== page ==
They say a man makes his own luck, and the key to a life of good fortune is one that maximises random encounters. But is it possible to live a truly unpredictable life? In this article taken from the latest issue of Hack Circus ('Chance'), Michael Reeve hands his fate over to the d6.
About 25 years ago, I read a book called ‘The Dice Man’ by a man called Luke Rhinehart, and I hated it with a passion.
The book’s concept intrigued me. It follows the life of a thirty-something psychotherapist, also named Luke Rhinehart, who finds his life dull and decides to entrust all his major life decisions to rolls of a dice. As a seventeen-year-old, inexorably heading towards A levels and university, the concept appealed. What if you completely abdicated responsibility for your major life decisions to chance? What wondrous options could life hold in store, if one was brave enough to fully trust in fate?
Unfortunately, this didn’t seem to be the sort of question that I was going to find answered in the book. The options that Rhinehart assigns to his dice rolls are, at best, irresponsible – and at worst, sociopathic. His first dice roll, found on page 69 of the HarperCollins paperback edition, assigns a 1-in-6 chance to raping his downstairs neighbour’s wife, Arlene – which he then rolls and proceeds to carry out. Fortunately, Arlene consents to have sex with him, but nonetheless, it’s referred to as “rape” throughout the book, and represents a pretty disturbing initial foray into the world of chance.
His second dice roll, immediately following the first, is little better. Rhinehart assigns 1, 3 and 5 to the decision to go to sleep; 4 or 6 to think about what he’d done; and 2 to “rape Arlene again”.
What justification can there be for “living a dice life”? According to Rhinehart, “a human personality is the total pattern of accumulated limitations and potentials of an individual. You take away his habits, compulsions and drives, and you take away him”. In other words, by attempting to live randomly, he’s seeking to remove the influence of his personality on his life.
But the problem with this is clear. Throughout the book, the options assigned to the dice rolls are not random at all: he’s coming up with them using the very thing that he claims to be trying to exclude from the decision-making – his personality.
Quite aside from that, there simply aren’t enough options on a single die to allow truly random behaviour. The most complex dice roll in the whole novel is 3d6, which makes his use of the term ‘Dice Man’ singularly offensive to those of us who know what “3d6” actually means.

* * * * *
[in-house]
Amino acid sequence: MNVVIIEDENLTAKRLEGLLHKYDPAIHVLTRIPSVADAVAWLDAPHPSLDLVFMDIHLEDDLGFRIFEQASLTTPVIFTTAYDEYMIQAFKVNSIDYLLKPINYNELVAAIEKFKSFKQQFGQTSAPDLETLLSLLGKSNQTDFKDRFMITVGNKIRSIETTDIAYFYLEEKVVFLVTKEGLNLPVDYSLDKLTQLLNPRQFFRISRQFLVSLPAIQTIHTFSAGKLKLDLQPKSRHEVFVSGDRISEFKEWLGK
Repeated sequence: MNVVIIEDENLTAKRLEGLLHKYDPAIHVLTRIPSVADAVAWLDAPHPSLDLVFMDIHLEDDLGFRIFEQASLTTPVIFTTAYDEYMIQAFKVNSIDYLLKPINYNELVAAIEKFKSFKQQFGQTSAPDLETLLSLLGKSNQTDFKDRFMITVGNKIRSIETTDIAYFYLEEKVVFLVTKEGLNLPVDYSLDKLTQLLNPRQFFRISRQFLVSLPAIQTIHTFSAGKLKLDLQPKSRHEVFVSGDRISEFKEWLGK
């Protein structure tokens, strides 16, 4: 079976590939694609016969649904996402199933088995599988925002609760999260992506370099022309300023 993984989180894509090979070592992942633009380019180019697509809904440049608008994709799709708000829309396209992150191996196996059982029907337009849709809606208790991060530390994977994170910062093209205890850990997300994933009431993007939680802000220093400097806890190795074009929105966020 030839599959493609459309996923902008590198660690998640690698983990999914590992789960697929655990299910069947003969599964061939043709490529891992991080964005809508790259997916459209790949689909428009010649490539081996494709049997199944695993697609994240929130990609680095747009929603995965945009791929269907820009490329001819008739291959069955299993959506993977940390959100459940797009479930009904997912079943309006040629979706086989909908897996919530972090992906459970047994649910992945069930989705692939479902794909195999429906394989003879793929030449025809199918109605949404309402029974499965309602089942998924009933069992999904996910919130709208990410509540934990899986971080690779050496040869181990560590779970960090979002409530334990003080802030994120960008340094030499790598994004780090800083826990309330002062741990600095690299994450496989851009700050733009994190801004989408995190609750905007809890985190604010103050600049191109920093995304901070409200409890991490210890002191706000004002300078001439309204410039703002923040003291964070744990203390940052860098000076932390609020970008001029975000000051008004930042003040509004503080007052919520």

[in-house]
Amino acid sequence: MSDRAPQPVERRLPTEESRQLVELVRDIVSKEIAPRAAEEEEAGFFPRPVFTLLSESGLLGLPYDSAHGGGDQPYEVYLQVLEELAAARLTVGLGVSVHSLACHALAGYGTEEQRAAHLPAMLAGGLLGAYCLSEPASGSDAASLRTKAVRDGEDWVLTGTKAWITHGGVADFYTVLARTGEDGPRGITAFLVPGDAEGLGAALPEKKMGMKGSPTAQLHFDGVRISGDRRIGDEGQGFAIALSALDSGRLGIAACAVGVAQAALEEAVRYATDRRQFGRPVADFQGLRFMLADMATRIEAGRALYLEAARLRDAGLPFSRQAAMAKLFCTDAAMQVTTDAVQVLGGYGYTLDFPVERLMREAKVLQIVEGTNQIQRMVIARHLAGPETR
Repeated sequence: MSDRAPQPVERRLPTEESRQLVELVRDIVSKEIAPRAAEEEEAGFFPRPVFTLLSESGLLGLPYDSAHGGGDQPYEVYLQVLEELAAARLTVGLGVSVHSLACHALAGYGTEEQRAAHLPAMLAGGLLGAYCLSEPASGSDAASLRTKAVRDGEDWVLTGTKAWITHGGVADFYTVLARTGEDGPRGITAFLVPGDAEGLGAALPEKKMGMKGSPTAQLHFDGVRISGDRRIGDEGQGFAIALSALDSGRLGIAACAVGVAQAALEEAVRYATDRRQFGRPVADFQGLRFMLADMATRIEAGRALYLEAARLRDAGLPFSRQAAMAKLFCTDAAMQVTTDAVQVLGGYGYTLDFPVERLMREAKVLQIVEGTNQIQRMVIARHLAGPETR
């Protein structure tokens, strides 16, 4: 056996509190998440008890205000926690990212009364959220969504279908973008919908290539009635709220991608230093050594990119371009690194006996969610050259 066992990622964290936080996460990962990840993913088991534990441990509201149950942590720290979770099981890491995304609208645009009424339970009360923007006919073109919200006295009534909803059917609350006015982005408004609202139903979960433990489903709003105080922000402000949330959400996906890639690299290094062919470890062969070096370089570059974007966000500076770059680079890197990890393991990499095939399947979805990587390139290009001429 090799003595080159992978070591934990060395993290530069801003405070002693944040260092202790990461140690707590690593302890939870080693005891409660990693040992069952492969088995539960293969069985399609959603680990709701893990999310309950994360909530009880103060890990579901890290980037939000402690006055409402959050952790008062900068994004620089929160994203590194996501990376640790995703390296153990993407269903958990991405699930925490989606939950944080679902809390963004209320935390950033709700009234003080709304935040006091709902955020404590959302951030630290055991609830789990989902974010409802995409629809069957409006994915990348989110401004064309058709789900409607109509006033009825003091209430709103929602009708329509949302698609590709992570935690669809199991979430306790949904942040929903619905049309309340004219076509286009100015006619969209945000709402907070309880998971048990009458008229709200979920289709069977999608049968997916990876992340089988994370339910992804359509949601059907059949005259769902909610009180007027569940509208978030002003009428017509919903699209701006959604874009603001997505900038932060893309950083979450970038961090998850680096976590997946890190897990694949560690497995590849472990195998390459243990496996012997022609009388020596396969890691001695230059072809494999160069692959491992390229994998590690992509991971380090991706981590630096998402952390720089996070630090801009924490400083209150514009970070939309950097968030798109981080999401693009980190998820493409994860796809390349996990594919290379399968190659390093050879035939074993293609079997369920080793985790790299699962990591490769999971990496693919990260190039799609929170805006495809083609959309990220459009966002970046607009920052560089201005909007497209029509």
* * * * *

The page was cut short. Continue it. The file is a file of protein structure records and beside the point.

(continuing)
So, all this in mind, I decided I could do better. I set myself the challenge of examining what it would actually mean to live a random life. For example, maybe I’ll have a snack now, and I’ll assign the dice rolls to different options;
(1) Cheese sandwich
(2) Some toast
(3) Cup of coffee
(4) Orange juice
(5) Bacon sandwich
(6) Give up on writing this article, and just send it to Hack Circus as is.
Look, I’ve even thrown in a Rhinehart-esque “wild card” option! In fact, these options aren’t quite as mundane as they first seem – I don’t actually have any orange juice in my flat, so I’d have to go out to the shops to buy some. I'm crazy!
Right, here goes. Oh, I have to end the article here. Well, we had fun, didn’t we? Bye then.
Not really! I actually rolled a 2, and had some toast. But I had you going.
Were I to live truly randomly, my first problem would be how to actually generate properly random numbers. I can’t just jab the random button on my calculator because it isn’t actually random, but pseudo-random. It uses formulae or precalculated tables to produce numbers that appear random. However, my research soon led me the website random.org, which has taken great pains to generate numbers that are as random as possible by listening to atmospheric noise. It’s a delightful website with a tech-filled, geeky history of how it came to be, and it is infused with enthusiasm for the challenge of generating true randomness. You can feed random.org a range of digits, and it’ll generate a random integer within the range. It seemed ideal for my experiment.
“The options assigned to the dice rolls are not random at all: he’s coming up with them using the very personality that he claims to be excluding”
I thought I’d start off by modelling a random walk within my bedroom, starting from next to my bed (I’d assumed that the decision to begin living randomly had followed getting up), and generating two integers for each step of my walk; one for distance, one for direction.
While introducing a good amount of chance to my life, that’s still fairly prescriptive. I hadn’t assigned any way of selecting different activities, though, so there’s no option to start dancing, or jump, or squat, or blink. But a random life has to start somewhere.
I modelled 100 imaginary walks from the edge of my bed. For the sake of brevity, I decided that I’d interact with the first object that I encountered, and treat that as the end of the walk.
The results were not wildly successful. Just over half of the time, I ended up returning to bed. On only eight of the random walks did I actually manage to leave my bedroom. Needless to say, I concluded that adopting a random life was inevitably going to come with a significant concomitant reduction in productivity. Between all the walking and rolling and regular imperatives to ‘stop writing’ and ‘go back to bed’, frankly it’s a wonder that this article ever got
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